…originally published at GRIP….
When last we left our intrepid heroes, the great Northwest had woken up to find itself cast in the wrong movie, sort of like Owen Wilson playing Richard Nixon (see Part 1). If we’re disoriented, it’s no wonder – what, with all the crap flying around trying to convince us that turning Cascadia into a conveyor belt for coal is the best idea since Boeing. So let’s cut some of it.
Coal export from the Northwest would increase coal consumption and carbon emissions, not just displace other coal. The coal trains won’t “come anyway” and continue on to terminals in B.C. if the Cherry Point project isn’t built. Examining the climate impacts of coal export will not threaten airplane manufacturing or wheat exports, for Pete’s sake. (In part 4 of this post, we’ll further deconstruct the most popular rationalizations for coal export.)
But as analytically weak as these arguments are, the coal industry wins just by having them. They serve the essential purpose of diverting our attention from the first, most fundamental reason why we should reject coal export: It’s wrong.
Even if you could demonstrate that it would have zero effect on net coal consumption (and again, you can’t), coal export is materially participating in and profiting from an enterprise that sows death and destruction around the world. Many lives were lost, and millions disrupted, by Superstorm Sandy. Most of the counties in America were declared disaster areas last year due to drought. In January, parents in Australia sheltered their children from “tornadoes of fire” by putting them in the ocean. This is what climate disruption looks like. And coal causes it.
If we keep pouring capital investment into fossil fuel infrastructure for just a few more years, we will be locked into emission trajectories that make catastrophic disruption inevitable. Arguments to the effect of “if we don’t do it, someone else will” just don’t hold moral water when “it” leads to unimaginably grave human consequences. It’s not right, no matter what anyone else does.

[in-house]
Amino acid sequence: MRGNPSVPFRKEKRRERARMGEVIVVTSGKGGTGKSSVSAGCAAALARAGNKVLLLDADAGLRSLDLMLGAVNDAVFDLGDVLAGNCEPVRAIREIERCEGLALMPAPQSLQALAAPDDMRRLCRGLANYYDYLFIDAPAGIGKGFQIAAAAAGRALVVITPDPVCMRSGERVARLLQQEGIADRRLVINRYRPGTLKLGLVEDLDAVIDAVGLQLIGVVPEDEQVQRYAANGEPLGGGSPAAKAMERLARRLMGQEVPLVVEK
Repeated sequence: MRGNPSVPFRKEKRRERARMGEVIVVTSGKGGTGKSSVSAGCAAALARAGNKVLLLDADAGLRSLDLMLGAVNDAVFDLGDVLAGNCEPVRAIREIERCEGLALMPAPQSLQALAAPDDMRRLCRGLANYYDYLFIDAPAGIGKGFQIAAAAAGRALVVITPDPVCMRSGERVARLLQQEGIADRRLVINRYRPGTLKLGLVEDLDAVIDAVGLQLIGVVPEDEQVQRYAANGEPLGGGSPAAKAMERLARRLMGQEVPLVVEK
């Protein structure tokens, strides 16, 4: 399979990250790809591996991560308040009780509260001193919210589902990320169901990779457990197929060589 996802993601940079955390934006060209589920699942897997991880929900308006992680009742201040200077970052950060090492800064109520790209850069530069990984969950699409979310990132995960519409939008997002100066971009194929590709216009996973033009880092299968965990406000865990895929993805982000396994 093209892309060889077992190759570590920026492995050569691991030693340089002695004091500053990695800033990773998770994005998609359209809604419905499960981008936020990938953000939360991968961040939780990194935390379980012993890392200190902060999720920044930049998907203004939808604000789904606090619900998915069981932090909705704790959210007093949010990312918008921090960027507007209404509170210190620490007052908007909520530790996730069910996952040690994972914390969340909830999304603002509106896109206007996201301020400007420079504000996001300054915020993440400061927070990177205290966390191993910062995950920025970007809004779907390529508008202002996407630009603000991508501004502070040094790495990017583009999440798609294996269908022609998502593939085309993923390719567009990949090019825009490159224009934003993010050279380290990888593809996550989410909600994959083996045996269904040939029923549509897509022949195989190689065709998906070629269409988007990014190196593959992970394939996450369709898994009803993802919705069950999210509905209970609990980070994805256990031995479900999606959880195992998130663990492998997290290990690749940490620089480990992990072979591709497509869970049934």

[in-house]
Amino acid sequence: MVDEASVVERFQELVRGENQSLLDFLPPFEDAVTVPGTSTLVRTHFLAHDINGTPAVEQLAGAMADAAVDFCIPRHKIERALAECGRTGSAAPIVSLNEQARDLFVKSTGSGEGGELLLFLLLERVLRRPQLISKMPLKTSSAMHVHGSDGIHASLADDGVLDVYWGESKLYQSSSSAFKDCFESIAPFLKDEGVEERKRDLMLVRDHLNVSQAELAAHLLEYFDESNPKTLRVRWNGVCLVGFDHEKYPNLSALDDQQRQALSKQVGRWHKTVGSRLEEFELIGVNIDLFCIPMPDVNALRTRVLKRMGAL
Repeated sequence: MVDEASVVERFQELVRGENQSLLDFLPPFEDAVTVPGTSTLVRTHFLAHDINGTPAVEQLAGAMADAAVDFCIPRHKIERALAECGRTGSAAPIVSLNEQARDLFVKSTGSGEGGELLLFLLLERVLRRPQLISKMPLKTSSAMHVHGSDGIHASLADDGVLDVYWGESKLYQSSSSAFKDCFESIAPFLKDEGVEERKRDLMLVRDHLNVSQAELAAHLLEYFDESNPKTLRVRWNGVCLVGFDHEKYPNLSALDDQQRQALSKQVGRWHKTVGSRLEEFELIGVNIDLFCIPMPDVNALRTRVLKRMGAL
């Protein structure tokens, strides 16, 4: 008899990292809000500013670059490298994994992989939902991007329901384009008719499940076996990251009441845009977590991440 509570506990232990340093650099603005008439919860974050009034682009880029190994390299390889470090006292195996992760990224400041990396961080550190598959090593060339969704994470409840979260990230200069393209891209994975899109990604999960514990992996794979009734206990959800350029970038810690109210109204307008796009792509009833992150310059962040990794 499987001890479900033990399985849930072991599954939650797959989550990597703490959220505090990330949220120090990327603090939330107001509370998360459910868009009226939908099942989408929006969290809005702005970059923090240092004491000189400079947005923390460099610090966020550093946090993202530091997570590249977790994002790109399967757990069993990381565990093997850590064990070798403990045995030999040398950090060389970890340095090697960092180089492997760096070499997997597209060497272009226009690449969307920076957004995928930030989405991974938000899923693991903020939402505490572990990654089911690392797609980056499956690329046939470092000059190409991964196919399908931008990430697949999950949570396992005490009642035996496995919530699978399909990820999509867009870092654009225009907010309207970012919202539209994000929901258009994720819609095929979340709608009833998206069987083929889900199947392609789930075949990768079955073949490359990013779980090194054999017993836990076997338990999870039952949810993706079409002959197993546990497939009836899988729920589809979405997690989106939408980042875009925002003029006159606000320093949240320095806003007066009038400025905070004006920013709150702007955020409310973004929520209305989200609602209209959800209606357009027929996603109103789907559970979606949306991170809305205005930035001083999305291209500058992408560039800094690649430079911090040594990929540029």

So far, the discussion of coal export has mostly occurred outside this moral context. But closing our eyes to the consequences doesn’t make them go away. On the contrary, ethical evasion is the essential host condition in which injustices metastasize into historic moral crimes.
“We are not responsible.”
The whole edifice constructed for the express purpose of blocking climate action is built on this single, unconscionable stance. With each new definitive finding of culpability, fossil fuel interests devise a new dodge. The bottom line is always the same: It ain’t me, babe.
First, it wasn’t happening. Then it was happening but it wasn’t human-caused. (Damn those sun spots.) Then it was human-caused but there’s nothing we can do because China and India’s emissions will swamp us anyway. And now we might as well shovel their coal because otherwise they’ll just burn someone else’s. If we don’t ship it, the trains will just “pass us by” and offload elsewhere. If we consider climate impacts now, where do we draw the line? Resistance is futile. Responsibility is no one’s.
So coal export proponents are part of a rich tradition of moral circumvention, offering a familiar litany of shirks and jives to deflect responsibility for climate consequences. Without relieving them of their accountability for this mess, you can understand how coal export enablers would default to a position of climate adolescence. Their failure to accept responsibility for climate disruption is, after all, the prevailing condition of American society. Denial is an ecosystem. When the President of the United States says in the same speech that we owe it to our kids to tackle climate disruption and we need an “all of the above” energy strategy, it’s hard to know which end is up.
But now, here, we have to deal with it. Morally and mathematically, the gig is up. If we aim to make it better, there’s just no more room for big capital investments that make it irretrievably worse. Going forward with coal export amounts to looking our kids in the eye and saying “we are resigned to a future of unrelenting climate disasters for you, so it’s okay to make a few bucks now by facilitating that future.” (Here is how they might respond.) That may not be anyone’s intent. But it would be the result.
How can we draw this moral line against coal export (or anywhere), when we exacerbate climate disruption every time we drive a car or eat an imported banana? By invoking the Keystone Principle: As we begin the long, slow journey to climate solutions, we must immediately cease making large, long-term capital investments in new fossil fuel infrastructure that “lock in” dangerous emission levels.
It will take decades to decarbonize our transportation and energy systems. We can do it over time, patiently and incrementally, building stronger economies and healthier communities as we go. But we cannot make big new capital investments now that irrevocably commit us to catastrophic climate failure. Driving to the store or eating a banana is not such an investment. Coal export is.
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